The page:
BRUSSELS (Reuters) - Eight Emirati princesses were convicted of human trafficking by a Belgian court on Friday and were given suspended jail terms and fines in a case stemming from their treatment of servants at a Brussels luxury hotel nearly 10 years ago, their lawyer said.
The Brussels criminal court handed the eight women from Abu Dhabi’s ruling al-Nahyan family 15-month suspended sentences for human trafficking and degrading treatment, the lawyer, Stephen Monod, said.
He said the defence was pleased the case was finally resolved after nearly a decade.
“Belgian justice has appropriately assessed this case which has generated many misconceptions,” he said in a statement.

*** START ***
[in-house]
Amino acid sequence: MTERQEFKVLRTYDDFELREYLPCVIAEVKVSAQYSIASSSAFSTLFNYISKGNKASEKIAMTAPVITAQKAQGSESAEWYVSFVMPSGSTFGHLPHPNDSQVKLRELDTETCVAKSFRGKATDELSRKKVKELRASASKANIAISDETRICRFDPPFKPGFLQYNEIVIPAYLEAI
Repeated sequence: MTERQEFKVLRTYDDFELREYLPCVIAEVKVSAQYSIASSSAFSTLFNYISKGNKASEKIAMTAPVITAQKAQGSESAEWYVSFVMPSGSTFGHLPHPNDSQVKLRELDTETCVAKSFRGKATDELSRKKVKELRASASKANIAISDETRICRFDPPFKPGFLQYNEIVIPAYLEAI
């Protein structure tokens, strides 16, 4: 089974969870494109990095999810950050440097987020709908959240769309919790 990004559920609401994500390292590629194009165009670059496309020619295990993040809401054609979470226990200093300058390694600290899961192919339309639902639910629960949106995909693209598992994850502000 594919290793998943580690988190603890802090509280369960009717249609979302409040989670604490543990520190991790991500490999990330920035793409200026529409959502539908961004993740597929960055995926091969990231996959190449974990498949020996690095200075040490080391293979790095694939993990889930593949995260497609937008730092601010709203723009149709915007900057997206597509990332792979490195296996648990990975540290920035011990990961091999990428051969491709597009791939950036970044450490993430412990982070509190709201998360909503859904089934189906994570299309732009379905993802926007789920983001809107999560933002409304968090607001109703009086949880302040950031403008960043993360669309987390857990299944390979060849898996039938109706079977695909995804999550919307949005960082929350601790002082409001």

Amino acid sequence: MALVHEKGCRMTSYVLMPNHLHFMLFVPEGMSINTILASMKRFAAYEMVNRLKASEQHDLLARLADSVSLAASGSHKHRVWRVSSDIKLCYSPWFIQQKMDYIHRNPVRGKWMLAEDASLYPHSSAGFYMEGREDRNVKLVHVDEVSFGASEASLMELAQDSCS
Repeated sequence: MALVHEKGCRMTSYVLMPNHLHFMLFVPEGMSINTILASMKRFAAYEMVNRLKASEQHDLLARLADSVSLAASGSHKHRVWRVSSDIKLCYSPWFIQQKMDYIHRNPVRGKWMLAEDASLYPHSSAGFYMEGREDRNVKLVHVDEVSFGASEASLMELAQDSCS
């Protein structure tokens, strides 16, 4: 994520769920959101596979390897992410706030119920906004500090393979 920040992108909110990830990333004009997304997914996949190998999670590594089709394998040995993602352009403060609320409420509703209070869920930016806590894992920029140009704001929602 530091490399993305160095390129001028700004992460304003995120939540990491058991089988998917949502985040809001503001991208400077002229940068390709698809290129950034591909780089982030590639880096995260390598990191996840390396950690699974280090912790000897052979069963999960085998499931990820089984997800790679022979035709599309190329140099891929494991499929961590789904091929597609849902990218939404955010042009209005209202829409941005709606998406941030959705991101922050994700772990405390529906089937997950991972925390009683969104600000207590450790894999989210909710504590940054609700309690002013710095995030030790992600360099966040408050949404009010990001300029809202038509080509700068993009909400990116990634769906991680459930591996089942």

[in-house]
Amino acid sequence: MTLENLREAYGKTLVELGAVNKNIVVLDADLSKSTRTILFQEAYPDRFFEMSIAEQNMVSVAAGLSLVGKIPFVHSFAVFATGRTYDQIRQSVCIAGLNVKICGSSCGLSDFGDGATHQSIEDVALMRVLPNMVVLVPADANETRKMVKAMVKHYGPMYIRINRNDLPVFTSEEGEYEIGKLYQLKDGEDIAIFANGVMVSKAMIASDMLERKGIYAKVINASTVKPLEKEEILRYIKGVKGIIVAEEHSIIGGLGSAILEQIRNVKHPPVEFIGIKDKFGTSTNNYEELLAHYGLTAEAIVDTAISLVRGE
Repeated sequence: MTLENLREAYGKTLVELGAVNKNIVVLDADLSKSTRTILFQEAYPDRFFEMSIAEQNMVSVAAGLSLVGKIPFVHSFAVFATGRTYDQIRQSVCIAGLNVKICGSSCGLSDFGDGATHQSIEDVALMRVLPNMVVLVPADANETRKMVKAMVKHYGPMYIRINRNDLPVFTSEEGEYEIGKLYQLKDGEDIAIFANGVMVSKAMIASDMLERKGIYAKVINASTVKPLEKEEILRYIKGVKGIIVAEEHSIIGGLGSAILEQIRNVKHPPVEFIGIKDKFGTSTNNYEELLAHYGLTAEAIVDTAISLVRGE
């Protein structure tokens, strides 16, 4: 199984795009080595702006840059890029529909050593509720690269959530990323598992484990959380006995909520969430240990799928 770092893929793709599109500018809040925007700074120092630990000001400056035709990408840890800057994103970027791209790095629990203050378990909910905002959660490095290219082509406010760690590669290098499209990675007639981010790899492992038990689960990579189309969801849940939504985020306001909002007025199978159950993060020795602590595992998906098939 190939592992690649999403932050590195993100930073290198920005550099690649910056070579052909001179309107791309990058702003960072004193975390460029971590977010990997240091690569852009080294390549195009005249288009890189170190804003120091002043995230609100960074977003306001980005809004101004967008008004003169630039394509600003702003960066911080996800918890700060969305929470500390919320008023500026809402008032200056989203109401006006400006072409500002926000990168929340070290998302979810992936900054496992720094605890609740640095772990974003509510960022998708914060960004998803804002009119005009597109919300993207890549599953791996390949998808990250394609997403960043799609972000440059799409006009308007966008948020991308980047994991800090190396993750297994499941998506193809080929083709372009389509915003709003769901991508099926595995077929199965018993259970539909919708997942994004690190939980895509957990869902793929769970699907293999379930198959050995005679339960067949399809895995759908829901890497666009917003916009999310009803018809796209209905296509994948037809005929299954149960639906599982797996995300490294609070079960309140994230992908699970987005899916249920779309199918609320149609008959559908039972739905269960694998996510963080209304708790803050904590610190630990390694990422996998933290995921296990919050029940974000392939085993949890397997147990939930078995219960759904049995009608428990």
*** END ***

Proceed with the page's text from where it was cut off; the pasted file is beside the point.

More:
The defendants were acquitted of the more serious charge of inhuman treatment but also ordered to pay a fine of 165,000 euros ($184,000), with half the sum suspended.
The eight accused did not appear in court throughout the proceedings.
The case was brought after a servant of the family slipped out of the hotel where the women stayed for several months in 2007 and 2008 and complained to Belgian police.
($1 = 0.8952 euros)
Reporting by Charlotte Steenackers and Elizabeth Miles; Editing by Alastair Macdonald and Richard Balmforth